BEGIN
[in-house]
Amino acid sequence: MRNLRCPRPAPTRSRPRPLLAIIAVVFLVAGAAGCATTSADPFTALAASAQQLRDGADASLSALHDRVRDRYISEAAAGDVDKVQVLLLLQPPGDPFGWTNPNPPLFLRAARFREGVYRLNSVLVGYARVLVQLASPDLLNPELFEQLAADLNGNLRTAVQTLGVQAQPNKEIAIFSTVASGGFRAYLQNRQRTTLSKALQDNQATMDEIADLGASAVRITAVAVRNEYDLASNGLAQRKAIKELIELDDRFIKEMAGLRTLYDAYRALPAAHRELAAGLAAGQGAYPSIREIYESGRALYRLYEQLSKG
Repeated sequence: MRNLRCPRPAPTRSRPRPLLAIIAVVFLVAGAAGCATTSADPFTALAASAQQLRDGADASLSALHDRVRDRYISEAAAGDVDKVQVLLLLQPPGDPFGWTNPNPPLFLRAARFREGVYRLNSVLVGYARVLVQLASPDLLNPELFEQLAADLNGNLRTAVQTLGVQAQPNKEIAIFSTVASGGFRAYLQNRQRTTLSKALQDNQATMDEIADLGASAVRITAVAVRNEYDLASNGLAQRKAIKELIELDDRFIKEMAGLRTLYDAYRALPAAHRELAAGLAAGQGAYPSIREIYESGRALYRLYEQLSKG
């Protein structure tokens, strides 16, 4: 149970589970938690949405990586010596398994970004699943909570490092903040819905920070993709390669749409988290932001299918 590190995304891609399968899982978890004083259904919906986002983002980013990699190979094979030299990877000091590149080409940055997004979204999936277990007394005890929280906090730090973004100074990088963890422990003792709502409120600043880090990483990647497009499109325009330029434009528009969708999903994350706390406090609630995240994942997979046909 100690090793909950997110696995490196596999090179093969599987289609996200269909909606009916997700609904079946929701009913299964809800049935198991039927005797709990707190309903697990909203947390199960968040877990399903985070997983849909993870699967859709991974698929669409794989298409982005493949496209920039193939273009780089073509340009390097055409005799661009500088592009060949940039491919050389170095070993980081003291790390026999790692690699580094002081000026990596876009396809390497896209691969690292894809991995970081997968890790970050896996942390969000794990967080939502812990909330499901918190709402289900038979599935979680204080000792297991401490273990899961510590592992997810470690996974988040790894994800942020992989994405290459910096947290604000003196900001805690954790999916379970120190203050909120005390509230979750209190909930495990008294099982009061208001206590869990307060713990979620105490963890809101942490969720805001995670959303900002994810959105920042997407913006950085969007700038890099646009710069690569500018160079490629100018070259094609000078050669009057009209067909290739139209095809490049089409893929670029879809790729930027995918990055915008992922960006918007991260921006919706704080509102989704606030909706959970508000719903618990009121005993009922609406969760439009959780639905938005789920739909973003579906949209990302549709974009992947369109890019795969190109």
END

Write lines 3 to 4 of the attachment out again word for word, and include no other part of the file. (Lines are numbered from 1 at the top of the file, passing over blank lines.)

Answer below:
Repeated sequence: MRNLRCPRPAPTRSRPRPLLAIIAVVFLVAGAAGCATTSADPFTALAASAQQLRDGADASLSALHDRVRDRYISEAAAGDVDKVQVLLLLQPPGDPFGWTNPNPPLFLRAARFREGVYRLNSVLVGYARVLVQLASPDLLNPELFEQLAADLNGNLRTAVQTLGVQAQPNKEIAIFSTVASGGFRAYLQNRQRTTLSKALQDNQATMDEIADLGASAVRITAVAVRNEYDLASNGLAQRKAIKELIELDDRFIKEMAGLRTLYDAYRALPAAHRELAAGLAAGQGAYPSIREIYESGRALYRLYEQLSKG
């Protein structure tokens, strides 16, 4: 149970589970938690949405990586010596398994970004699943909570490092903040819905920070993709390669749409988290932001299918 590190995304891609399968899982978890004083259904919906986002983002980013990699190979094979030299990877000091590149080409940055997004979204999936277990007394005890929280906090730090973004100074990088963890422990003792709502409120600043880090990483990647497009499109325009330029434009528009969708999903994350706390406090609630995240994942997979046909 100690090793909950997110696995490196596999090179093969599987289609996200269909909606009916997700609904079946929701009913299964809800049935198991039927005797709990707190309903697990909203947390199960968040877990399903985070997983849909993870699967859709991974698929669409794989298409982005493949496209920039193939273009780089073509340009390097055409005799661009500088592009060949940039491919050389170095070993980081003291790390026999790692690699580094002081000026990596876009396809390497896209691969690292894809991995970081997968890790970050896996942390969000794990967080939502812990909330499901918190709402289900038979599935979680204080000792297991401490273990899961510590592992997810470690996974988040790894994800942020992989994405290459910096947290604000003196900001805690954790999916379970120190203050909120005390509230979750209190909930495990008294099982009061208001206590869990307060713990979620105490963890809101942490969720805001995670959303900002994810959105920042997407913006950085969007700038890099646009710069690569500018160079490629100018070259094609000078050669009057009209067909290739139209095809490049089409893929670029879809790729930027995918990055915008992922960006918007991260921006919706704080509102989704606030909706959970508000719903618990009121005993009922609406969760439009959780639905938005789920739909973003579906949209990302549709974009992947369109890019795969190109």